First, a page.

Just as a camera flash illuminates unseen objects hidden in darkness, a sequence of laser pulses can be used to study the elusive quantum behavior of a large "macroscopic" object. The main idea is based on the fact that quantum objects, in contrast to classical objects, behave differently when they are being watched. "In current approaches, objects are constantly monitored and the possible quantum features are being washed out. More

Cold atoms reveal their crystalline nature
American Physical Society    Share    Share on FacebookTwitterShare on LinkedinE-mail article
Cold atoms in an optical trap can behave like the electrons in a solid crystal. The traps, which are easily manipulated, provide researchers with a test bed for understanding real crystals. Now a team reports in Physical Review Letters that they have extracted from this kind of simulated crystal an essential property — the band structure — that in real crystals characterizes the conductivity and related parameters. More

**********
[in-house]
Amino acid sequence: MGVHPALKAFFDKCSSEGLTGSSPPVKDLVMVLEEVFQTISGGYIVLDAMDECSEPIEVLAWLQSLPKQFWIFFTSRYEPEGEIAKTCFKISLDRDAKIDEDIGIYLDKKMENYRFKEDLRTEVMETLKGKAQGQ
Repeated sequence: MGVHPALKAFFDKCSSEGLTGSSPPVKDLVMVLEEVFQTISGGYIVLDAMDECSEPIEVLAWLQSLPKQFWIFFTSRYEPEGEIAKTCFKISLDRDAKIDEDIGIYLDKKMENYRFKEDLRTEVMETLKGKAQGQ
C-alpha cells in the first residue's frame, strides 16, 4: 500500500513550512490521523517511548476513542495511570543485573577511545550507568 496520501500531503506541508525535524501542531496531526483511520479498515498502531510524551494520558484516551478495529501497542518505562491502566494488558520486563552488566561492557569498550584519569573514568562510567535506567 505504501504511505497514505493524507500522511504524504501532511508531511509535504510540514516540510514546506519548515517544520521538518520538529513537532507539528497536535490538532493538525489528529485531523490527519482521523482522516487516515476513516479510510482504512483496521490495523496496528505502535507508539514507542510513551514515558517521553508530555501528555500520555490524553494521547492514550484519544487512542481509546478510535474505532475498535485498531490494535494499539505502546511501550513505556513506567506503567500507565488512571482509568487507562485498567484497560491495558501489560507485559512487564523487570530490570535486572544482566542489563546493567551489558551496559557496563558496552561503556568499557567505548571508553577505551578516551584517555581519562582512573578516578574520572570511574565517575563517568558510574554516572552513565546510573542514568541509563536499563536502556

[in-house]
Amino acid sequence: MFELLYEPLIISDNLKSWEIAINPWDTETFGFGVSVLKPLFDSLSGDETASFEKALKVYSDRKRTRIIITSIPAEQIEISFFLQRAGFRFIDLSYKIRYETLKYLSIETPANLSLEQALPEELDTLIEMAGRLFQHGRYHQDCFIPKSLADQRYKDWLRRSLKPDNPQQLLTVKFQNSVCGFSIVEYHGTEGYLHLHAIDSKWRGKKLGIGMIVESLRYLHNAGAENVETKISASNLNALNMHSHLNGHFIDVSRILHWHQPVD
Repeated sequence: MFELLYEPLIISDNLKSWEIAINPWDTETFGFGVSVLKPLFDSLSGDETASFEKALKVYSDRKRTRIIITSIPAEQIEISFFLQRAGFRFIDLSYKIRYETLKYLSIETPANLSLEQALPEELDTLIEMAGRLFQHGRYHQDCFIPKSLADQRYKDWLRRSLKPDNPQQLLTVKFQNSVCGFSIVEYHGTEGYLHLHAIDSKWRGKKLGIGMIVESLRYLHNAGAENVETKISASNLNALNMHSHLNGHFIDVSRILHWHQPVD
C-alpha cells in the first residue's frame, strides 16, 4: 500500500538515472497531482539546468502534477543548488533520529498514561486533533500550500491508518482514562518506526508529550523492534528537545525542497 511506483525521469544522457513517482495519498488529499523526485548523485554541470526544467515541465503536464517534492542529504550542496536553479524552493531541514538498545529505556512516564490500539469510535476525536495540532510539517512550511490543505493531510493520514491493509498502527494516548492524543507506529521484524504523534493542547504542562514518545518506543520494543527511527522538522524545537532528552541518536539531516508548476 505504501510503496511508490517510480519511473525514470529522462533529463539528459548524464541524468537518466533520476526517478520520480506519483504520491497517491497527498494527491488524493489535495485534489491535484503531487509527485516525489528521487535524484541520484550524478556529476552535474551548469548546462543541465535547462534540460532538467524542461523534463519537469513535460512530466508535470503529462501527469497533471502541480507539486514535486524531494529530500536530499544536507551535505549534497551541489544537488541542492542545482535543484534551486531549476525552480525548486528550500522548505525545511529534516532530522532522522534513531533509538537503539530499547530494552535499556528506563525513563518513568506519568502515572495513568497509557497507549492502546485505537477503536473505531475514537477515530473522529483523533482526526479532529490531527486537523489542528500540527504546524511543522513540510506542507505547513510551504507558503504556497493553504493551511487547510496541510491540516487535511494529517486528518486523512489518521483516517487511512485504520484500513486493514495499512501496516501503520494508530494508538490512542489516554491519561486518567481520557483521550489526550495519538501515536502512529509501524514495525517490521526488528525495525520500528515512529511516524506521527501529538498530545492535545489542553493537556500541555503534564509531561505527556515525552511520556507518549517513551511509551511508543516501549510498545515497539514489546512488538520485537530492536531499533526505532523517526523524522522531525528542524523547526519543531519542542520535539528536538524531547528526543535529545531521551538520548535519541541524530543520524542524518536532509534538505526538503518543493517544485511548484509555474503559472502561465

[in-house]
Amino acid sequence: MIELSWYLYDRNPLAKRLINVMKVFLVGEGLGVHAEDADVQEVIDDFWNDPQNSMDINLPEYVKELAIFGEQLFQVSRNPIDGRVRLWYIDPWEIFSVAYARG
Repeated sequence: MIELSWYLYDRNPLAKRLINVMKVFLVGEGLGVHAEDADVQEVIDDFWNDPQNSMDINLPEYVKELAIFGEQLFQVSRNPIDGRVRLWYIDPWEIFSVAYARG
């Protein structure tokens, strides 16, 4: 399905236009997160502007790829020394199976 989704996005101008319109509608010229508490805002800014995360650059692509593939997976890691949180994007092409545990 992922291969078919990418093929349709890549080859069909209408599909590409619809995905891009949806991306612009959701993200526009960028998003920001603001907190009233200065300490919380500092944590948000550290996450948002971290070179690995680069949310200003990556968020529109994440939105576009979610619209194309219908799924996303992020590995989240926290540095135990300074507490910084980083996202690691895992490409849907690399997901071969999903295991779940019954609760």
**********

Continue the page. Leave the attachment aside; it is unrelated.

Waves and Packets moves to Saturday distribution
Market research indicates that Waves and Packets readers may have more time to read it on the weekends when not so distracted by classes and meetings. We will move the distribution to Saturday until we have good enough statistics to make any further judgements. Thank you for your continued readership of our publication. — The Waves and Packets editors.

National Society of Black Physicists jobs board postings
NSBP    Share    Share on FacebookTwitterShare on LinkedinE-mail article
Postdoctoral Research Positions, LIGO Laboratory
Postdoctoral Research Associate
Assistant Professor of Physics